THERE is a vicious tenor to the proposals by Duncan McNeil, MSP, to withdraw treatment from drug addicts unless they agree not to have children until they beat their habit, to make them attend compulsory drug treatment services, and to make them take regular drug tests as a condition of receiving benefits. The apparent hypocrisy surrounding these proposals is deeply disquieting.

What's proposed dehumanises people who are in need of help and support simply because their problems are seen as too difficult and complex for society to deal with. These proposals unfairly single out drug users for "hardline" treatment and are completely at odds with the patient-centred approach which is a basic, accepted principle applying to other groups in need of social and health care.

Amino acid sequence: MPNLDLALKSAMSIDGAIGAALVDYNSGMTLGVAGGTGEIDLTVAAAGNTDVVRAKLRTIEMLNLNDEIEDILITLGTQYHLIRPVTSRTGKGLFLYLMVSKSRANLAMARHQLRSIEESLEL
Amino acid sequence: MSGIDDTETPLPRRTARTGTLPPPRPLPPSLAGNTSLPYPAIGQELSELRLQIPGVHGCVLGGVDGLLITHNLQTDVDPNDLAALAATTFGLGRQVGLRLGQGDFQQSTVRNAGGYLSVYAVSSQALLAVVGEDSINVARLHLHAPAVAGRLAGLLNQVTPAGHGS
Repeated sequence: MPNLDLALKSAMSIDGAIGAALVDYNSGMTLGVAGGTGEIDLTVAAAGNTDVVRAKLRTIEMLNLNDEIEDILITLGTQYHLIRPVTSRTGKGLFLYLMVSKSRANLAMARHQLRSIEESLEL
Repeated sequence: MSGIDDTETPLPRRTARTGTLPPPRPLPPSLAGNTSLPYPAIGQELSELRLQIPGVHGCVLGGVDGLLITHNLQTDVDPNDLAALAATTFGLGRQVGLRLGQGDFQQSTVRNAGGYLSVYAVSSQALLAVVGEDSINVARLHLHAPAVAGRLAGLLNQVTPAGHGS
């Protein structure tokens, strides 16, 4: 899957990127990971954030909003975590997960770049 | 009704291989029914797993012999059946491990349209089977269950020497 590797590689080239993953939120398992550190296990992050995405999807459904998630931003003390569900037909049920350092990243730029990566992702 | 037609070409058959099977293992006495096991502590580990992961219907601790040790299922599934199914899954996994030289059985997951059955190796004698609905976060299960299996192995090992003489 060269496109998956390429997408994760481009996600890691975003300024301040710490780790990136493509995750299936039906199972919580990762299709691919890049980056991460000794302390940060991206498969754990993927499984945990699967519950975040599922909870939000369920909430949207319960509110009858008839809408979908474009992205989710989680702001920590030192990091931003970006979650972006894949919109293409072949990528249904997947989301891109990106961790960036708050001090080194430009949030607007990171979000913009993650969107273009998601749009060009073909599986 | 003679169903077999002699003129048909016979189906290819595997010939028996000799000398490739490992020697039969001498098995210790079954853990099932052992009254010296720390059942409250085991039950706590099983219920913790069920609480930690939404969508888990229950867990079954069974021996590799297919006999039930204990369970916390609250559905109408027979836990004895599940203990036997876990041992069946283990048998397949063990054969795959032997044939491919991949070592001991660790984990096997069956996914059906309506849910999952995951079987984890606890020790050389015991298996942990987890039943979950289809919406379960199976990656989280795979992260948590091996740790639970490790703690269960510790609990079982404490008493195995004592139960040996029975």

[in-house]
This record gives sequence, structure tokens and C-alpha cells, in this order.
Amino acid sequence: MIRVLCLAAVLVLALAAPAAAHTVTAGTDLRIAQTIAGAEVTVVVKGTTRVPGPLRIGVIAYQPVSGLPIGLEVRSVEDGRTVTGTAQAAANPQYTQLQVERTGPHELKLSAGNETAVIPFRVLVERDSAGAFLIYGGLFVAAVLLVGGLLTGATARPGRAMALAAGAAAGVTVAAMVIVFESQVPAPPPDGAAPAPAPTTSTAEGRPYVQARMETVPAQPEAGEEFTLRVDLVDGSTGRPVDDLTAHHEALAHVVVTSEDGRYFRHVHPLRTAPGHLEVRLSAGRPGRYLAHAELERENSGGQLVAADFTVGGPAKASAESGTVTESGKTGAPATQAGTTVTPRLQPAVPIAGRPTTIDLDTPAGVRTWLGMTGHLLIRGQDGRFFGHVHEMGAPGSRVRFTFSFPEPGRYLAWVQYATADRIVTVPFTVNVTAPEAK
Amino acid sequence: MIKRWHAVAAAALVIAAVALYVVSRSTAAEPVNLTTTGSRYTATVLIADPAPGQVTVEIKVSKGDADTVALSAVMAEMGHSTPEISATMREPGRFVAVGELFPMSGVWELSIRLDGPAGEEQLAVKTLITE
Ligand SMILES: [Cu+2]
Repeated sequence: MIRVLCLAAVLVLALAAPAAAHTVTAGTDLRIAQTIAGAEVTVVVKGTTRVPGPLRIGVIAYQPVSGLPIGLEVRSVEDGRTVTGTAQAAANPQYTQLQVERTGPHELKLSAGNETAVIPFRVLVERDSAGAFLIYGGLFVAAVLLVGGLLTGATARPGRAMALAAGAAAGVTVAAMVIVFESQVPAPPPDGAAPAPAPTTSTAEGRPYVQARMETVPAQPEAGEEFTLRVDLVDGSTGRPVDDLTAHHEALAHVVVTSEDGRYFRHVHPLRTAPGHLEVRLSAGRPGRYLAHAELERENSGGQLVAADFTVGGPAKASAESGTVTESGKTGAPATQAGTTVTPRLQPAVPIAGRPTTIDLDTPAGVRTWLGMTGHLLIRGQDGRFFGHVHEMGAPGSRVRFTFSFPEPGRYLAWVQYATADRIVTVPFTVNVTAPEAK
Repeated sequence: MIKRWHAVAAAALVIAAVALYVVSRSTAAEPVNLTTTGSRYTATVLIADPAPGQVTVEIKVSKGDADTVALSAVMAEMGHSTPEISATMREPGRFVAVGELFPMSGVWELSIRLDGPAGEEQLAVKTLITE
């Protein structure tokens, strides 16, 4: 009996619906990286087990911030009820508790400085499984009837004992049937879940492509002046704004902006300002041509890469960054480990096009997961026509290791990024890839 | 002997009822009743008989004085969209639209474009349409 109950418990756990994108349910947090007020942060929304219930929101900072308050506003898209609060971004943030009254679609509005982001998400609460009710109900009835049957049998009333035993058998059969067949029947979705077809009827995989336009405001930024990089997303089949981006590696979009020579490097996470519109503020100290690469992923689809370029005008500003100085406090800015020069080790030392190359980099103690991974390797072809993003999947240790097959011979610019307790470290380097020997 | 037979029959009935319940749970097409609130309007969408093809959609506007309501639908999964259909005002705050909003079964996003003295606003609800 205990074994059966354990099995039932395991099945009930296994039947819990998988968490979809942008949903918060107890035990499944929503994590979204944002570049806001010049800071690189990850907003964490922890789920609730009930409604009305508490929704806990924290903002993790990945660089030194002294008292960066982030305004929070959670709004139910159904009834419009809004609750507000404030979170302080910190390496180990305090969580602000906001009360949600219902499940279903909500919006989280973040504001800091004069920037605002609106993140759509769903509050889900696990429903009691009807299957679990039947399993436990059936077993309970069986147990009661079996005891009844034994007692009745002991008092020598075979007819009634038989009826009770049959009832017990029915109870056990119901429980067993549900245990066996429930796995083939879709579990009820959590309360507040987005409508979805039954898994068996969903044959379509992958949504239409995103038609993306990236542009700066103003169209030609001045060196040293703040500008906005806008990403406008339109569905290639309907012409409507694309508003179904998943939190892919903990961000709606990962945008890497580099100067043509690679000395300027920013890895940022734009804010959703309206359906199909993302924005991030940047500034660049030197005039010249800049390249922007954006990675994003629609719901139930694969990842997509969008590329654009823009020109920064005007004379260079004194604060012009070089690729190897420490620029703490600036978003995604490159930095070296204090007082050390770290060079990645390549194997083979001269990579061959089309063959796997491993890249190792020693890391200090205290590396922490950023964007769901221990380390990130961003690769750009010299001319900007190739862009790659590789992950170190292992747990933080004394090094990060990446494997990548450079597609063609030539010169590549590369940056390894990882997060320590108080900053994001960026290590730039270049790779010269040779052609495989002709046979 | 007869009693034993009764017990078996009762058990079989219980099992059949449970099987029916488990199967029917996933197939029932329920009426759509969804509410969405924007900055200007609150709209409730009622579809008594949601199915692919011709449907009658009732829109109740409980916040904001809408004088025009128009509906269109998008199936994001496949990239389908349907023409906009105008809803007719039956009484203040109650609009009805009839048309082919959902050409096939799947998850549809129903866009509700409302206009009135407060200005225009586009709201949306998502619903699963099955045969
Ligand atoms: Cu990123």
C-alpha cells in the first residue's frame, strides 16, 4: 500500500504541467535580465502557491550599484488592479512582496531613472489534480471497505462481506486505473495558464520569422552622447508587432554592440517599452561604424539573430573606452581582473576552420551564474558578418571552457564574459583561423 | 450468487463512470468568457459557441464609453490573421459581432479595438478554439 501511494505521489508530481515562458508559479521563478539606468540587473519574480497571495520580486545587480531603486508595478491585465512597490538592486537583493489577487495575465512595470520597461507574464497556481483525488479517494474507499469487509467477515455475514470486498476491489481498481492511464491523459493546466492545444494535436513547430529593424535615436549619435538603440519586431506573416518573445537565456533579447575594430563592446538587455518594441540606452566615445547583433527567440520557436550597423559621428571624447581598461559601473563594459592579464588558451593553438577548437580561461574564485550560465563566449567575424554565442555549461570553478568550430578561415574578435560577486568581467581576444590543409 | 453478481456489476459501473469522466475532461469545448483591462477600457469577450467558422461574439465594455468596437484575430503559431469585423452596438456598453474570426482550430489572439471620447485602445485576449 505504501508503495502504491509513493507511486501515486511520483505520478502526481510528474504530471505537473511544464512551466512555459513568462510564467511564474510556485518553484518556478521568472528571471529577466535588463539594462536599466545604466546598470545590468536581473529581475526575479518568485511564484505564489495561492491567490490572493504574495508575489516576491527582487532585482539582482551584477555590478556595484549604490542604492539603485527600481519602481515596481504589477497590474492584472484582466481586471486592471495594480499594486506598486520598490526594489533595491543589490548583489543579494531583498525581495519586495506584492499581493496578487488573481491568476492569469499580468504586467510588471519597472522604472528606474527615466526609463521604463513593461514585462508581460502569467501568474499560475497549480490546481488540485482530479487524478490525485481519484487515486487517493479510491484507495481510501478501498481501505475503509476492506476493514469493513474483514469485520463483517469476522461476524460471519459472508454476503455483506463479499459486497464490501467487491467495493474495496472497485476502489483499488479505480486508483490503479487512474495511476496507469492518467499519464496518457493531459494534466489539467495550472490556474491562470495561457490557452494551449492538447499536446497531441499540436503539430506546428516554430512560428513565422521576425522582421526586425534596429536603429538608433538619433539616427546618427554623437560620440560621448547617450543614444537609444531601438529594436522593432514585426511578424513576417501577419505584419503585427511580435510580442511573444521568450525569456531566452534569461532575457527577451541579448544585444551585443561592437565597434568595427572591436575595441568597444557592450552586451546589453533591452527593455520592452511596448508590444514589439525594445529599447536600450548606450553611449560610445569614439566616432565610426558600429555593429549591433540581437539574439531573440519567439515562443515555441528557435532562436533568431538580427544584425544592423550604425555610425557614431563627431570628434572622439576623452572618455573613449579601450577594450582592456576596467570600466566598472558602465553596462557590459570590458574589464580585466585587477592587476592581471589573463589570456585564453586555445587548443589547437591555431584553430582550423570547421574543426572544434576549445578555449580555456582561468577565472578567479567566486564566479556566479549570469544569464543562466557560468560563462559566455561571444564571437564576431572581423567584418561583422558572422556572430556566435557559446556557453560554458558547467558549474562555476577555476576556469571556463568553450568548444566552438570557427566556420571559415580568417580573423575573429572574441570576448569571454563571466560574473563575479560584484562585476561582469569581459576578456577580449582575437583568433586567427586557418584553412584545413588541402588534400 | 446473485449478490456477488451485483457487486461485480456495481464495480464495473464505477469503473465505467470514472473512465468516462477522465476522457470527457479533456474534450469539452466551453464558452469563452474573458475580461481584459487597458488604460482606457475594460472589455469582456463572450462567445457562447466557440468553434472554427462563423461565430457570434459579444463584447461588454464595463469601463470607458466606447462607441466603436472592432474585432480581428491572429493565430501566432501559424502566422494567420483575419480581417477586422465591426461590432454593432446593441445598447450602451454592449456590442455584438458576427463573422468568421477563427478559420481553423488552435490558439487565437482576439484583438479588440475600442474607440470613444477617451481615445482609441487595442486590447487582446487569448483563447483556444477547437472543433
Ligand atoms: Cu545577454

Why is the focus on stricture and punishment instead of on offering the necessary resources, encouragement, patience and understanding to help and support people who have come to - or been forced to, in the absence of much else - rely on illegal drugs to get through their lives?

The chairman of the Scottish Association of Alcohol and Drug Action Teams states that alcohol more than drugs represents the greatest threat to young people in Scotland. Between 80,000 and 100,000 children in Scotland are affected by parental alcohol problems - up to double the numbers affected by parental drug use. Quite rightly, no-one is suggesting that we adopt such proposals for these parents, or those with obesity or mental health issues, or those with serious smoking problems - yet. Do we really care about child welfare, or is this just an exercise in moral judgment?

These proposals smack of cynical expediency and a depressing lack of vision. What's more, they conveniently overlook the role of poverty, lack of employment and other strategic issues far removed from the sphere of influence of the average drug user - yet which create the bleak environment and conditions which encourage drug problems to proliferate.

Graeme McArthur, Scottish Drugs Forum, 139 Morrison Street, Edinburgh.